MLB.com Columnist

Mike Bauman

Royals rise from the brink yet again

Last season's magic resurfaces in Game 4 comeback

Royals rise from the brink yet again

HOUSTON -- Just when reasonable people might have believed that the season of the Kansas City Royals was over, kaput, history, down and done, the Royals rose up and proved that you can never depend on them to lose.

These guys specialize in the October postseason comeback from a late four-run deficit in elimination games. They did it against the Oakland Athletics in the 2014 American League Wild Card Game. And they did it again Monday afternoon at Minute Maid Park in what could have been the final game of their AL Division Series against the Houston Astros.

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Trailing, 2-1, in the series, they were also trailing, 6-2, in Game 4. They were six outs from elimination. People were wondering about the balance between a 95-victory season, the best record in the AL and an early exit from the postseason.

Game Date Result
Gm 1 Oct. 8 HOU 5, KC 2
Gm 2 Oct. 9 KC 5, HOU 4
Gm 3 Oct. 11 HOU 4, KC 2
Gm 4 Oct. 12 KC 9, HOU 6
Gm 5 Oct. 14 KC 7, HOU 2

It was bound to be a letdown for the defending AL champions, no matter how you sliced it. Time to start congratulating the Astros, who were looking a lot like the 2014 Royals; a young team, a Wild Card qualifier, potentially the biggest surprise of the postseason.

KC forces Game 5 with huge comeback

And then Kansas City struck, not with lightning, not with thunder, but with what must have seemed to Houston like a daylong rainfall. Five straight singles started the eighth-inning rally. That was truly impressive.

"They just never quit," said Astros manager A.J. Hinch. "They put together really good at-bats, and we couldn't get the inning to end in any way.

"The thing that's interesting about that inning is they didn't try to do too much. To get singles -- what is that? Five singles in a row, and even the ball that bounced up on [shortstop Carlos] Correa is on the ground, so when they were trailing by that much, it looked like their approach was going to be take whatever [Will] Harris gave them or whatever [Tony] Sipp gave them or whatever [Luke] Gregerson gave them.

"They never tried to come out of their shoes and try to change the score with one swing. So credit to them for their approach. Obviously, to get six baserunners on in a row, that's good team offense, which we have seen out of them for a lot of games. Not only in this series, but as you study them and see how they're successful, it's usually involving quality at-bats, and they executed them."

Yost on Drew Butera's at-bat

The five straight singles were followed by a potential double-play ball hit to Correa. Up to that moment, he was having a game for the ages, with two home runs, a double and four RBIs. But here, the AL Rookie of the Year Award favorite did not make the play, and he was charged with an error as the tying runs scored. One of the highlights of the inning came when backup catcher Drew Butera, getting his first plate appearance of the postseason after Salvador Perez was lifted for a pinch-runner, worked a 10-pitch at-bat for a walk against Gregerson. Alex Gordon then drove in the go-ahead run with a groundout to second base.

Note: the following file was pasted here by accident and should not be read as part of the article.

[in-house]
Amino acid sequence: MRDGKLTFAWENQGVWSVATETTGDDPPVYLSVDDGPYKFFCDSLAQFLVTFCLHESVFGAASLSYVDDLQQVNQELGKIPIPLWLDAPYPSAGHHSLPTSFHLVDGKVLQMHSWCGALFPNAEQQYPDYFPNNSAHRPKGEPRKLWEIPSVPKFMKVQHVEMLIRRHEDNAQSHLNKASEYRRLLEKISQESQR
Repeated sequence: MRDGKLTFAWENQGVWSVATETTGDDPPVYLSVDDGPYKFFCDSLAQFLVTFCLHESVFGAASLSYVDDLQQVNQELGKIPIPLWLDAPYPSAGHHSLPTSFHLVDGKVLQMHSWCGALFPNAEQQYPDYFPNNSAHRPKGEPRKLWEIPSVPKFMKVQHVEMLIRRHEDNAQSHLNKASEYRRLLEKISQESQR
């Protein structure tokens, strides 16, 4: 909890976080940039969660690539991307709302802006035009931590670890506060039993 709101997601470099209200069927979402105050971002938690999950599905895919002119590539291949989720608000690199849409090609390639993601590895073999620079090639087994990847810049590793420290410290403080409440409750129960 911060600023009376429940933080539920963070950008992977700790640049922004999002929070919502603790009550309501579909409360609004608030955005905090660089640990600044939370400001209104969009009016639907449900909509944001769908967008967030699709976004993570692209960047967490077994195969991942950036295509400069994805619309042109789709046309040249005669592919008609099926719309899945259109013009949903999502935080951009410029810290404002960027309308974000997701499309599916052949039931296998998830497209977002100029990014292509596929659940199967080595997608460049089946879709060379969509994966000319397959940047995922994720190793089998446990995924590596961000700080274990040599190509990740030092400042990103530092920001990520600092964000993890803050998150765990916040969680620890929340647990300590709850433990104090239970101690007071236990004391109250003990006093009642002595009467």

The Royals scored five runs in the eighth, taking a 7-6 lead. Eric Hosmer's two-run homer in the ninth padded the margin for a 9-6 Kansas City victory.

After seven innings, much of the rest of the baseball world may have been chalking up this game and this series for the Astros. But the Royals' belief in themselves never wavered. Asked about the mood of his club in the dugout coming into the eighth inning, Kansas City manager Ned Yost responded:

"The thing about this club is that they don't quit. They don't. And after giving up three runs there in the bottom of the seventh, they came in on fire. Again, like they do. 'Come on, let's go, good at-bats, let's start it moving. On base, on base, on base, let's go, boys. Let's get it going.'

"They come into that dugout and they're on fire, they're ready to go. Come on, you know, it's like it's a tie ballgame or we're down one. It didn't matter. They just come into that dugout ready to go.

"That was an unbelievable inning. I think we ended up seeing like 53 pitches in the eighth inning. I mean, that just shows you the quality at-bats that we had, at-bat after at-bat after at-bat. So it was a great inning right there."

Hosmer on Game 4 comeback

Hosmer -- who also had a single, an RBI and scored a run in the five-run eighth -- explained the team's approach in the inning that transformed the game.

"The mindset really from the whole entire team, the whole entire offense, was just make this at-bat count," Hosmer said. "Obviously, we're pretty late in the game right there and down by four, so not one guy can get us back in this game. So we've got to do whatever we can to keep the line moving."

This kind of performance speaks not only to the talent of this club, but to its character as well.

"That's the thing about this team, we always feel that we're still in games and we still have a chance," Hosmer said.

"So, that's the mentality for this whole entire team. It's never quit, and the character we showed today, that's what a championship ballclub does."

And that's what the Kansas City Royals have done once again. In this case, they have earned a fifth and deciding ALDS game on Wednesday (8 p.m. ET on FOX Sports 1) at their Kauffman Stadium home.

Mike Bauman is a national columnist for MLB.com. This story was not subject to the approval of Major League Baseball or its clubs.